NP: Let's say I'm a global B2B brand versus a more US-based. Does that strategy different if I'm trying to hit, reach the globe versus just staying in the US, are there other different strategic choices I need to make?
JS: Putting aside culture, because I think culture has such a huge impact on everything that you're trying to do and understanding what those cultural differences are, but putting that aside for a second, let's talk from the search perspective. On the search side of things, it isn't that dramatically different outside of a few countries. If you're talking Google, the good news is Google's number one in all but five countries around the world, China, Russia, Japan, Korea, and Taiwan being the exceptions and even within those, you can still get coverage doing Google advertising in all of those places except China. In China, you're going to be wanting to look at Baidu, their largest search engine. You can also look at 360, or Shenma, or some of the minor ones as well as getting into WeChat and some of those other different options. But with Baidu, as an American company, you can't open up an account on your own with Baidu. So if you're going to go that route, you would want to get a Chinese agency or work with someone in mainland China to be able to open that account for you. But outside of that, the search engine is really going to function in a very similar way to Google, especially in terms of the advertising options, so from a strategy standpoint, it's not going to look all that different.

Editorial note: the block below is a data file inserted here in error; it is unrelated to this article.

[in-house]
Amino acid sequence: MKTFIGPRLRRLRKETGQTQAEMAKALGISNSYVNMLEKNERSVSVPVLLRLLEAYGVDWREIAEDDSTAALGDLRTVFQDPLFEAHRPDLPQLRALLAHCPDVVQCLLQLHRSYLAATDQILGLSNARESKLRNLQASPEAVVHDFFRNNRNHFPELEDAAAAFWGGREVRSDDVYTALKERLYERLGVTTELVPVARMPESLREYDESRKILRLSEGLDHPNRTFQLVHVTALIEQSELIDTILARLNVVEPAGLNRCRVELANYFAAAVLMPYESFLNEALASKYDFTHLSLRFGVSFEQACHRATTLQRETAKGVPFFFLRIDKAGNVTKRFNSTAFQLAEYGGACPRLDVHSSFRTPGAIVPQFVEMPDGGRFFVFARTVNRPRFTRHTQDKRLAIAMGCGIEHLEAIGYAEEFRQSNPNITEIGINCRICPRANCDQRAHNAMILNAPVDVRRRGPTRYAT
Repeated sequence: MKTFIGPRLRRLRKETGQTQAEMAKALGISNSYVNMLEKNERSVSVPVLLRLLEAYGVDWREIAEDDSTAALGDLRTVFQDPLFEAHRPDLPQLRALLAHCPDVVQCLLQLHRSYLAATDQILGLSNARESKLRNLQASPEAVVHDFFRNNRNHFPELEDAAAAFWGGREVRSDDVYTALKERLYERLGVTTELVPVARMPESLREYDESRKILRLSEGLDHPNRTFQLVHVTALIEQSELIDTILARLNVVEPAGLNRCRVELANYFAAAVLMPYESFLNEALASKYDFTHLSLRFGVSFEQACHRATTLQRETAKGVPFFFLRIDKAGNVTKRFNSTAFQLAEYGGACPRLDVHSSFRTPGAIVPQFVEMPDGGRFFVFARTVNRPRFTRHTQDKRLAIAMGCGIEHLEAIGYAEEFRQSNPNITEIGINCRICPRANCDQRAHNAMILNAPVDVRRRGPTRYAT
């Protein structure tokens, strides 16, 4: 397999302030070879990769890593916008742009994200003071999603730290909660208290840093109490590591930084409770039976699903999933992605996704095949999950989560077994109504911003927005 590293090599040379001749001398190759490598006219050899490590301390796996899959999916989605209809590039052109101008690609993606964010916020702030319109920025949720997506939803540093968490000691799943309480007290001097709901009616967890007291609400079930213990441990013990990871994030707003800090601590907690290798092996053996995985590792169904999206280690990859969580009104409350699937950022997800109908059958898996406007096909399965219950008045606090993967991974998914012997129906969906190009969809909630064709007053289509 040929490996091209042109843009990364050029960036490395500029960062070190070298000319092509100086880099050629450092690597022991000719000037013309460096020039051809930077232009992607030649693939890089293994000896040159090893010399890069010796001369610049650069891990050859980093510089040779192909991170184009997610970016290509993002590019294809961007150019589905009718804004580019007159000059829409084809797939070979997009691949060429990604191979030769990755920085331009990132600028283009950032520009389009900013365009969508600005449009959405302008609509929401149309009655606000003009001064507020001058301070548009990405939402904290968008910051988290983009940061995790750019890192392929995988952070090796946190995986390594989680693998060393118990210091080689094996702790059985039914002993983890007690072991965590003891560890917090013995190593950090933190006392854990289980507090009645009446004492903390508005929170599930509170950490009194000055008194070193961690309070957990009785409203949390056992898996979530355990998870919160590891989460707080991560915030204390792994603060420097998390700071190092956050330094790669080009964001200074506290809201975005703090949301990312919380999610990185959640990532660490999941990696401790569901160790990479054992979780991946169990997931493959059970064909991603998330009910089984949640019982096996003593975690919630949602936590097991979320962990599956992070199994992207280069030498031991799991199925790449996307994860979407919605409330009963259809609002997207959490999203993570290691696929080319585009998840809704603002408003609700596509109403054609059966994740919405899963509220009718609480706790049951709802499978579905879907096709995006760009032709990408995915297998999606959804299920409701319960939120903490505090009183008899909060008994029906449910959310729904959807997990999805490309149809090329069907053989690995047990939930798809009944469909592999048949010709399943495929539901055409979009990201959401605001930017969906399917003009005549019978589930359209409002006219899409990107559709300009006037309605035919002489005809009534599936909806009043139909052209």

NP: How can you track or leverage what the competition is doing?
JS: There's two or three tools that we like more than others that I'll share. One of my favorites, when we're talking about display, is Moat. If your competition is advertising any kind of banner ads on the web, they have this amazing database of showing you a wide variety of ads that they're using. I love Moat, and there's a lot of information you can get for free from that particular company. I'm a big fan of SpyFu and SEMrush. Those are both freemium models where you can get a little bit of information for free, more when you sign up for the service, but they have a pretty decent set of competitive data that we use. I would just say that any place that's crawling the web for competitive data, and this would certainly include companies like Compete, they're basing it on their own cookies and their spiders and what they can find. I would say that they're good estimator tools, so I would think of them more from the perspective of using them to compare sites relatively and directionally.
NP: What piece of advice would you give to our graduate students in terms of B2B demand gen?
JS: For me, the biggest thing is just getting in there and testing, and what data can you find. And if you're not doing this already currently, you're trying to build up a resume; I'd highly look at some of Google's tests that it has to offer. Will the information be a little biased towards Google? It will. But, there's really good data in there. And I think it's going to help make you a little bit more marketable when you're going out there. If you're looking for a job or if it's just rising within your own company, you're going to get that knowledge to be able to test some things out.